The Dualist 13 (2006) is finally available online, including my paper "The Ontological Status of Dreams in Berkeleian Metaphysics". Unfortunately, the main index site is still badly broken. Hopefully it will soon be fixed. In the meantime, the direct link to my paper works.
There are some typesetting errors in the PDF (most importantly: footnote numbering is messed up, and some logical symbols are boxed out), and I haven't seen the print version to know if it contains these errors as well. I was never shown any proofs and I also found some spelling errors, and at least one place where a sentence is missing a word. Such is life. But the content is, I hope more interesting than the form, so that's what I will focus on and ask readers to focus on.
I wrote this paper over two and a half years ago, and it's now been just over a year since the paper was accepted, so there are definitely things I would do different if I were writing it today. Most of this is simply the sloppiness, unclarity, and general lack of polish that one expects from a Sophomore philosophy student. However, having just re-read the paper, I think that there is only one place in which these flaws touch the core of the argument, and that is in defining just what the argument is supposed to show. I will try to correct this flaw here, by outlining the general flow of argument as it appears in the published paper and explaining how it ought to differ.
The paper deals with the problem of dreams, given a Berkeleian idealist framework. In particular, it is focused on the question of whether "esse is percipi" places dreams on par with waking life, ontologically. Since, for the Berkeleian, perception defines reality, and dream perceptions are bona fide perceptions, it seems that the answer is yes. However, Berkeley claims (Dialogues 235) that "by whatever method you distinguish things from chimeras on your own scheme, the same, it is evident, will hold also upon mine" (emphasis original). The paper argues that this is in fact true: that is, that a particular solution to the epistemological problem of dreams, drawn from Leibniz's "On the Method of Distinguishing Real From Imaginary Phenomena," succeeds in solving Berkeley's ontological problem of dreams.
The descriptions of the nature of this "ontological problem" and its solution are the critical flaw of the paper. On p. 34, I say that the paper will argue that it is possible for a Berkeleian to draw "an ontological distinction" between dreams and waking life (this is the sentence with the missing word - my draft says "between dream worlds and the actual world"). I go on to talk about an ontology with four "levels" and use the word "real" in scare quotes a lot. Later, in sect. 5, I talk about some things being more or less real than others. I'm no longer entirely sure what the things I actually said mean, but, having studied a bit of W.V.O. Quine and David Lewis in the last year, I think I am prepared to say more accurately what it was that I was trying to say before:
In the famous Quinean formula, "to be is to be the value of a variable." That is, the things that are in the domain of quantification for the universal quantifier are the items of our ontology. However, context often causes the domain of quantification to vary, and, although existence is, as a matter of the way the world is, almost certainly an absolute, black and white sort of thing, "relative existence" enters the picture via language and discursive context.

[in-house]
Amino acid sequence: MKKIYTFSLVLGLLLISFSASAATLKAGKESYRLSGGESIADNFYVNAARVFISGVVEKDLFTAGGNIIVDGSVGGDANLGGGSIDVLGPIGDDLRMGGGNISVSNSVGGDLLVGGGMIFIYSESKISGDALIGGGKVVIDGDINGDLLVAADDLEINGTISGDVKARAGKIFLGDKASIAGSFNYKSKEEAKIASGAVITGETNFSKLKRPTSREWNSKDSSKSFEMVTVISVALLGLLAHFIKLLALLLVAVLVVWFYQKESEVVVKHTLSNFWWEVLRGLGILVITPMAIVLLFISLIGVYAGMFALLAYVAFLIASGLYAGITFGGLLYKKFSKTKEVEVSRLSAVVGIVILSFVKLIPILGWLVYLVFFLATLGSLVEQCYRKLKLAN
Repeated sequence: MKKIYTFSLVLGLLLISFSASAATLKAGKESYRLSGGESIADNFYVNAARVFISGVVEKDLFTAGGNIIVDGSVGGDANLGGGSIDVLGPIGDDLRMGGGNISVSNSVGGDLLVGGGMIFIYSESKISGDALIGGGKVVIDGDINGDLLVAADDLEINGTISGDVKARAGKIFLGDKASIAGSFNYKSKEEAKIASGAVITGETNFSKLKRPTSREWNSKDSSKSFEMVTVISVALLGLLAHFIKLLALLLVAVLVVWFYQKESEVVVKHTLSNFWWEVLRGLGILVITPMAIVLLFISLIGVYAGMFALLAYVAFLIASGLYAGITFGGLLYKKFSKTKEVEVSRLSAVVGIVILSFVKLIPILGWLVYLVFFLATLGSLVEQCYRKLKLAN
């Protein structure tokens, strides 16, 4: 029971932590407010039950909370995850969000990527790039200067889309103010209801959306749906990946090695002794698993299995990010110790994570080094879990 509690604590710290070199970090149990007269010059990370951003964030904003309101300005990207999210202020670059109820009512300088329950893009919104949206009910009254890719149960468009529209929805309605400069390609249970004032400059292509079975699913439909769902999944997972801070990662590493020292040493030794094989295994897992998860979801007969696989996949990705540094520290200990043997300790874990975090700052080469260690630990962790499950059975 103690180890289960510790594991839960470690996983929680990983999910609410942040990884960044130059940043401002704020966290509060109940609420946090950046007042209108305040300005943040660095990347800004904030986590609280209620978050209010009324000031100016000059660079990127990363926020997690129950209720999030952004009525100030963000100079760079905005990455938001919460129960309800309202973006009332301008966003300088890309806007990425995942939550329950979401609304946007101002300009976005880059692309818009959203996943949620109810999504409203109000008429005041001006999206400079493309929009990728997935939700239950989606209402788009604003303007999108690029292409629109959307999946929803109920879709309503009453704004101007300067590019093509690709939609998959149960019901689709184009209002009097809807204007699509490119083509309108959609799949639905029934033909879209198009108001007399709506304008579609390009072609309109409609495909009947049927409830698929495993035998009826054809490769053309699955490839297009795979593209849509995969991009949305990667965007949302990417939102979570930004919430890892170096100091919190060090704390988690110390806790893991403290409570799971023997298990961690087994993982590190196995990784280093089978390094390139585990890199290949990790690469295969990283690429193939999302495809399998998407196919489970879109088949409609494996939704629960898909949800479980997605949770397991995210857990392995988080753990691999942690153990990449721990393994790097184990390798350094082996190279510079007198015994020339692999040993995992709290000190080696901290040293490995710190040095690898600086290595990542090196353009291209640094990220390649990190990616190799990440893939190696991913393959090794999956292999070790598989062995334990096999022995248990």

Given this picture of being, I claim that Berkeley's position (that is, the position I believe to be entailed by his system, although he doesn't discuss the issue) with regard to dream worlds is almost exactly analogous to Lewis's position with regard to non-actual possible worlds: Lewis says that while, strictly speaking, all possible worlds exist, most of the time we restrict our quantifiers to the actual world, and the modal realist has as much reason as anyone for doing this.
I divide Berkeley's world into four "ontological levels:" "The level M of minds, the level RP of 'real' perceptions, the level DP of dreamed or hallucinated perceptions, and the level T of thoughts and volitions" (p. 51). These "ontological levels" are in fact domains of quantification, with every level including the level before it, in addition to the entities it specifies (that is, for instance, DP includes M and RP, but not T - it includes minds and all their perceptions). Strictly speaking, the Berkeleian is going to have to either say that ideas are modes of minds and so M is all that, in metaphysical rigor, exists, or that ideas are bona fide entities and so all of it exists. However, what the paper seeks to show, is that the use of these distinct domains of quantification is well justified by Berkeley's system and, especially, there are good reasons which the Berkeleian can admit - reasons having nothing to do with mind-independent entities - for frequently quantifying over only RP, and saying that those things are "real."
With these thoughts in mind, I present for your consideration, "The Ontological Status of Dreams in Berkeleian Metaphysics". You are encouraged to post your comments and criticisms here.Posted by Kenny at September 25, 2007 6:01 PM
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